Panic Disorder is something that only a small portion of the population will experience in their lifetime (about 3%). Panic attacks, however, are much more common. As many as 30% of people will have at least one panic attack during their lifetime. Panic attacks are made up of symptoms such as shortness of breath, racing heart, chest pain, shaking, sweating, dizziness, hot or cold flashes, feelings of unreality, and nausea. Add to that intense fear, usually of dying, going insane, or losing control, and a panic attack is far from a walk in the park. One of the most challenging aspects of coping with panic attacks is that, in many cases, they become a self-perpetuation experience; this is known as the panic cycle.
Basically how the panic cycle works is that the panic causes physical symptoms, those symptoms cause fear, which causes more symptoms. So for example, say that someone (for the purpose of this example, let’s call her Jill) was experiencing a panic attack and had shortness of breath, racing heart, and chest pains. Jill might think that she was having a heart attack and about to die. The fear of dying would make Jill’s heart beat faster and her chest hurt more, which would confirm to her that she was, infact, having a heart attack. This would lead to more fear and more symptoms and it would go round and round until Jill was exhausted and the panic attack was over.
This self-feeding cycle is also what can change panic attacks into a panic disorder. Panic disorder is when an individual both has panic attacks and is afraid of having more, so they avoid situations or places that they think could trigger a panic attack. This leads to what is known as the “fear of fear.” So Jill had her panic attack where she was afraid she was going to die of a heart attack. She may come to believe that even though she didn’t die last time, next time she just might. This fear of having a panic attack can actually trigger the panic attack. That can then lead to more fear around having a panic attack and, consequently, more panic attacks.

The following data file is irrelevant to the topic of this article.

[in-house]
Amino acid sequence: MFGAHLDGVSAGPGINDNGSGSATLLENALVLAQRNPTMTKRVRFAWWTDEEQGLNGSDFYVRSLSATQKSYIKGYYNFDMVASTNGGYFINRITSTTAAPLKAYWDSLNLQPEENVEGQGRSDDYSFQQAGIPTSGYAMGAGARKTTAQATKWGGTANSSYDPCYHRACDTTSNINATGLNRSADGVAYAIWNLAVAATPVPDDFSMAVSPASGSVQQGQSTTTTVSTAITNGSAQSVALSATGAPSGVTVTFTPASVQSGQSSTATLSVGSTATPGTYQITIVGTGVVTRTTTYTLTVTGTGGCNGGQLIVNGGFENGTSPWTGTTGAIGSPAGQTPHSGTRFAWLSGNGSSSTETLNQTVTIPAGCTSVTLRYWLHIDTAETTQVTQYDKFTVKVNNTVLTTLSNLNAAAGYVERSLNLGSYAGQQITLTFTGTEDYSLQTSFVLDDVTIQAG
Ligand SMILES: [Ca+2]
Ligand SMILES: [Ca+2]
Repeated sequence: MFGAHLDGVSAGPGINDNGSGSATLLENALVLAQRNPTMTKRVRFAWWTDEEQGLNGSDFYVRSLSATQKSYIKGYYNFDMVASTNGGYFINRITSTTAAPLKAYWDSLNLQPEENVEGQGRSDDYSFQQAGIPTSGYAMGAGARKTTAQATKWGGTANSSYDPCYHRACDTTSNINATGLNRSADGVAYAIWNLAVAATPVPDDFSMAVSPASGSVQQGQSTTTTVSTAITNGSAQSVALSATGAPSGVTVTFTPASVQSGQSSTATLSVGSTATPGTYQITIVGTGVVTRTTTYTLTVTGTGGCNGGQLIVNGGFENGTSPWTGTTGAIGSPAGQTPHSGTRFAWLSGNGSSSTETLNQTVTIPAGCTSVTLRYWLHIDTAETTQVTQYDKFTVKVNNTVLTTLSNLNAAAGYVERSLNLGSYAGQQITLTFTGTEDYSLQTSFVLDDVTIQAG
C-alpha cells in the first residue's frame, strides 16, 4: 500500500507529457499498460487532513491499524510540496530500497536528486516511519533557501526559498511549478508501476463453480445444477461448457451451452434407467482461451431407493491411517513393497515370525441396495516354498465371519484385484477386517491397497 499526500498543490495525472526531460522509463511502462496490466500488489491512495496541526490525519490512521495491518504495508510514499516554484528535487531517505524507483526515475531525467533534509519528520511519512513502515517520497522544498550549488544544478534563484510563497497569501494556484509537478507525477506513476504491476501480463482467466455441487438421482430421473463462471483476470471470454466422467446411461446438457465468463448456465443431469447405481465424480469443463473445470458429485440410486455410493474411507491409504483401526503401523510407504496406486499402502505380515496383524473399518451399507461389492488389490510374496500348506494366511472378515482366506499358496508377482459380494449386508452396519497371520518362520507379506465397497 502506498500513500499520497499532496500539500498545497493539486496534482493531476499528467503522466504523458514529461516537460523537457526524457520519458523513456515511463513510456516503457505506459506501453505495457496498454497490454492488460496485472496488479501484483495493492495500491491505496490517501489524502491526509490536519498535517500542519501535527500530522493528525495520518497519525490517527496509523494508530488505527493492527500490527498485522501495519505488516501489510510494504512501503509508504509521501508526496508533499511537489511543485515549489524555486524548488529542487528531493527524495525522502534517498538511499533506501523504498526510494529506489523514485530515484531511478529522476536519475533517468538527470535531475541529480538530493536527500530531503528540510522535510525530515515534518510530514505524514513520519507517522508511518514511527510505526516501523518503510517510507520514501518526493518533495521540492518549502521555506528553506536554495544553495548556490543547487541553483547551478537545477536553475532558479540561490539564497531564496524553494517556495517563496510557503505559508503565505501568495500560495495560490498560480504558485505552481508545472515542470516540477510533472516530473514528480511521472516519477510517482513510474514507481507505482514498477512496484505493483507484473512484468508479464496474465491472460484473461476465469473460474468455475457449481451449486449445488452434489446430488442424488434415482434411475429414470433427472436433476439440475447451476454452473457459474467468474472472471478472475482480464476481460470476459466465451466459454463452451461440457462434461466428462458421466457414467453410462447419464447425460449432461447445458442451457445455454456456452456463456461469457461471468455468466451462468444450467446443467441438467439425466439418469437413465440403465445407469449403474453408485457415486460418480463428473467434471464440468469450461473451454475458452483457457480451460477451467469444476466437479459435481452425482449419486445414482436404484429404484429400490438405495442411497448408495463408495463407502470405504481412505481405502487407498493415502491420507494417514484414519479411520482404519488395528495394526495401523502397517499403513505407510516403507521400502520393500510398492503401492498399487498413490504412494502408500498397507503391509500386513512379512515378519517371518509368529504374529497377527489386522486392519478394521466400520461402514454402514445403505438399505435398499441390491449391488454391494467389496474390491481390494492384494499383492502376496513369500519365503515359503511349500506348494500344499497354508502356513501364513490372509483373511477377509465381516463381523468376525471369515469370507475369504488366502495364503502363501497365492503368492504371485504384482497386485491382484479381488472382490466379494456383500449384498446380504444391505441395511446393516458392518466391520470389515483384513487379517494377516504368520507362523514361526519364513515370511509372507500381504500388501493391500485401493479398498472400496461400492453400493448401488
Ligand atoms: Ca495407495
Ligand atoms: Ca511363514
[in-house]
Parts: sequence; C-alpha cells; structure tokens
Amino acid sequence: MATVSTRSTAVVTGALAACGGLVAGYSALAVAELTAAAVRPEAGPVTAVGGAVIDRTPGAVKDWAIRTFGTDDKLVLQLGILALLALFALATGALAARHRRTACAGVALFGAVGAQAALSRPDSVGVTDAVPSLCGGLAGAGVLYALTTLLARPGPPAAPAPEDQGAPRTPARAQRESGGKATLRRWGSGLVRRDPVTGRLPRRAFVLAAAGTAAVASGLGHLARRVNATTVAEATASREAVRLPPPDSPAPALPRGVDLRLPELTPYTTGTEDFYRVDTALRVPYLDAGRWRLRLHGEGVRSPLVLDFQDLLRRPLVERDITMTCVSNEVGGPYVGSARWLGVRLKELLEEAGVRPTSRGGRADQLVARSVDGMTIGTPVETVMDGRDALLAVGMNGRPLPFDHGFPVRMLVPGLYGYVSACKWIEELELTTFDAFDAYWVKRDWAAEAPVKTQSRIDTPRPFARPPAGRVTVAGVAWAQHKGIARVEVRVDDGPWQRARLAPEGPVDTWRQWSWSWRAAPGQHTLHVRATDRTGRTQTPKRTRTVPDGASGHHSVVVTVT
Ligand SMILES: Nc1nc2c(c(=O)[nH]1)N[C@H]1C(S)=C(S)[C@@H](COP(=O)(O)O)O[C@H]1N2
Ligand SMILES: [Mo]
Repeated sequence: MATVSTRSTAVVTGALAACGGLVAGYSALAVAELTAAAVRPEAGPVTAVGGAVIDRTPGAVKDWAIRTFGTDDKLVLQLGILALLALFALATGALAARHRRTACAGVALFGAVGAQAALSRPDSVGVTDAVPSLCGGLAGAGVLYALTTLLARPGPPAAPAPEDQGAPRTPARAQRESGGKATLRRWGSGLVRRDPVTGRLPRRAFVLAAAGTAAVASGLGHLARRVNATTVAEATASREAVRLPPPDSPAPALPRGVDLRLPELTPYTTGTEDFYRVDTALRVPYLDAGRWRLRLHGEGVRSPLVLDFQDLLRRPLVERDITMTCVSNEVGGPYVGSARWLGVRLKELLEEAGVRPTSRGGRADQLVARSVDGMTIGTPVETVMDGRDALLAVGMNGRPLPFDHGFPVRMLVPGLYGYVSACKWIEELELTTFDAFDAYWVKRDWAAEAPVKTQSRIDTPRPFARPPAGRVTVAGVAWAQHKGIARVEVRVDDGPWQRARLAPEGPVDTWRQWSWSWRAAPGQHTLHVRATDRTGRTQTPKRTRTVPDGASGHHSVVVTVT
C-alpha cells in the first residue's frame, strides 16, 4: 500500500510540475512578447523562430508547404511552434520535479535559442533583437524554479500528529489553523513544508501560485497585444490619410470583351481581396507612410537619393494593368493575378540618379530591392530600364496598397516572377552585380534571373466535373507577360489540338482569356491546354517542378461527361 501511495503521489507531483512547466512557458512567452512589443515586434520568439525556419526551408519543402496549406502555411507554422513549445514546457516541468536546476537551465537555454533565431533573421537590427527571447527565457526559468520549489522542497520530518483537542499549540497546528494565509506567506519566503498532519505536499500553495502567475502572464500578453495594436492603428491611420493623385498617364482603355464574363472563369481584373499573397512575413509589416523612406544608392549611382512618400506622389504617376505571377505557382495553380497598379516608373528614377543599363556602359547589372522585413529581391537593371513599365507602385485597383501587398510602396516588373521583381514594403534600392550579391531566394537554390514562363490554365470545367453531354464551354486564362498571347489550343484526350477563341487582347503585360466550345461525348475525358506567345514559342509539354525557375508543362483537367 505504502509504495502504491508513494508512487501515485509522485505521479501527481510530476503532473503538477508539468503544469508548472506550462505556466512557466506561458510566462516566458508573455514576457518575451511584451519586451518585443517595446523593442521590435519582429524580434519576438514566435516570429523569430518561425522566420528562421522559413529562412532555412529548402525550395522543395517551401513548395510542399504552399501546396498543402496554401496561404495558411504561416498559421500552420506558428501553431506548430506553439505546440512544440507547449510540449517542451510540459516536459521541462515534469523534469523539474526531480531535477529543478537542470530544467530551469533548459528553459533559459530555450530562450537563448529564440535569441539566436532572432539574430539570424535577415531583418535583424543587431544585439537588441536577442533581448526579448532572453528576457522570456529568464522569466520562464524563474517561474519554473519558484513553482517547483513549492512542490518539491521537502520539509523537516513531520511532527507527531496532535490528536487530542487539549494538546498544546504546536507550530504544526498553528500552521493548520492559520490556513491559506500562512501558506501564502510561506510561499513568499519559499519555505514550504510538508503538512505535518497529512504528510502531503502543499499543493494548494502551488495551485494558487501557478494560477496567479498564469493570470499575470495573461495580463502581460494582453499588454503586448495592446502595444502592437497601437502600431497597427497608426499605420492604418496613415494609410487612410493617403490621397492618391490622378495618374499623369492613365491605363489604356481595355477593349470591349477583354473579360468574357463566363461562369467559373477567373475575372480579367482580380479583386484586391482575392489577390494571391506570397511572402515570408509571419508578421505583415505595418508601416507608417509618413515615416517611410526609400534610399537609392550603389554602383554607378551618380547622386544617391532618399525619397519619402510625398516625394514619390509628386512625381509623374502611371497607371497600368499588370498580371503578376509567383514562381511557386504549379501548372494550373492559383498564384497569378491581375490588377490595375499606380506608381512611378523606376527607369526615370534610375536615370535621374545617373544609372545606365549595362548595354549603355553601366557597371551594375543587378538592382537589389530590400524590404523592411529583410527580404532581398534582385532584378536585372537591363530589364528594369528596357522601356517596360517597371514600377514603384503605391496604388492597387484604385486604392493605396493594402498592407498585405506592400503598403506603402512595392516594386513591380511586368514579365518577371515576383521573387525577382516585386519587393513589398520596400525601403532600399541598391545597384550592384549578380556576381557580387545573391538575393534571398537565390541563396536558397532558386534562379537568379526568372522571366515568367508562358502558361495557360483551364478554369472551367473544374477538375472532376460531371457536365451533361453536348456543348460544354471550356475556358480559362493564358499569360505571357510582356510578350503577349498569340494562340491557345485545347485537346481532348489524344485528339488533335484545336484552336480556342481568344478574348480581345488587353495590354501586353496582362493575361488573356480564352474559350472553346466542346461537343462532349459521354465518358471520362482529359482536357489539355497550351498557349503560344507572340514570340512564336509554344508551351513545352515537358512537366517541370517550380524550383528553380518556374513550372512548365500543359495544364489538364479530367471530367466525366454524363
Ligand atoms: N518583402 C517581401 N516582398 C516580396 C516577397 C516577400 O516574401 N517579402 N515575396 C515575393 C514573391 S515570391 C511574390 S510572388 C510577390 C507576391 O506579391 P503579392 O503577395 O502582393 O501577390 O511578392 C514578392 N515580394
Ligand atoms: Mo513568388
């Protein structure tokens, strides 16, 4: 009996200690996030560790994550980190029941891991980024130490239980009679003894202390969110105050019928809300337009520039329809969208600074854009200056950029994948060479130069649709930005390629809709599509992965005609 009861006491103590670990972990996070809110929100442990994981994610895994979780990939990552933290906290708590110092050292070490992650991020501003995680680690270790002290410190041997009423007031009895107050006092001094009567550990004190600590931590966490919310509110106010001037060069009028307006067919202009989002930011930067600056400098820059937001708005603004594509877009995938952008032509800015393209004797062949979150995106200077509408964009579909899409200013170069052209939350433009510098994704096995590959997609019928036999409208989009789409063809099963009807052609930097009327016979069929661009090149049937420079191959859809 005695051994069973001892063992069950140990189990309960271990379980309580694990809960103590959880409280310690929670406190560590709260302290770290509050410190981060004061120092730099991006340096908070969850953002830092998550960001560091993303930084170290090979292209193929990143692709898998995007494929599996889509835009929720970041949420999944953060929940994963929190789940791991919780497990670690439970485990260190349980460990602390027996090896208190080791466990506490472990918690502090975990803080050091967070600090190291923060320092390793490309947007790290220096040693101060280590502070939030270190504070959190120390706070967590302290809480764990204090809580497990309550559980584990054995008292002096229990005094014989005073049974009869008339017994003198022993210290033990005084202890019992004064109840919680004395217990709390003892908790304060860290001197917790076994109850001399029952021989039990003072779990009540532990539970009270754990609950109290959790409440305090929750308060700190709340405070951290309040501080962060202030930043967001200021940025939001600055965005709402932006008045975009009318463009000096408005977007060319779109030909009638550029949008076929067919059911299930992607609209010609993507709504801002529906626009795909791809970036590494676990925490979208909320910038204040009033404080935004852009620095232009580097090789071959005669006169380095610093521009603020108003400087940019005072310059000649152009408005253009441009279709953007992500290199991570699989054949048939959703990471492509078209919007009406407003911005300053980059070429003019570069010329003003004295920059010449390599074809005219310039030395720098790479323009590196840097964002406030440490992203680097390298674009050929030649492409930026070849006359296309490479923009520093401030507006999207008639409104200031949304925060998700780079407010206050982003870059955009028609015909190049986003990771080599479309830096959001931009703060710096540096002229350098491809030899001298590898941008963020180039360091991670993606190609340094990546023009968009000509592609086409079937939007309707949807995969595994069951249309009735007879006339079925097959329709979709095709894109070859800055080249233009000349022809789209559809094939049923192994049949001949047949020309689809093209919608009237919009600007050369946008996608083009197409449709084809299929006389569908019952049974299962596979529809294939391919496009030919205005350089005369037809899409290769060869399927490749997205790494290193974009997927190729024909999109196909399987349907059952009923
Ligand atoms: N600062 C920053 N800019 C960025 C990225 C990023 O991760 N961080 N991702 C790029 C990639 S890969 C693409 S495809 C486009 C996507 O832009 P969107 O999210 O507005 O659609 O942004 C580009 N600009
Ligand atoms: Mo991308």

Often, one of the first steps when helping someone cope with panic attacks is education. By realising that the symptoms are caused by panic and not by, say, a heart attack, one can stop feeding the panic and break the cycle. Say Jill is going about her day and starts to feel her chest tighten and her heart rate pick up. In the past, Jill might have worried that she was going to die. Now, however, Jill is working to break the panic cycle and instead reminds herself that panic cannot hurt her and the symptoms are harmless. This, in addition to using other techniques that she has learned helps Jill calm down and prevents her panic from getting worse.
Having panic attacks can be a difficult and frightening experience, but help is available. If you or someone you love is struggling with panic attacks, it might be a good idea for you to seek the help of a licensed counselor, who can help break the cycle of panic as well as teach you other coping skills. Hurley Counseling has a range of therapists and appointments available. Give us a call at 251-222-8880.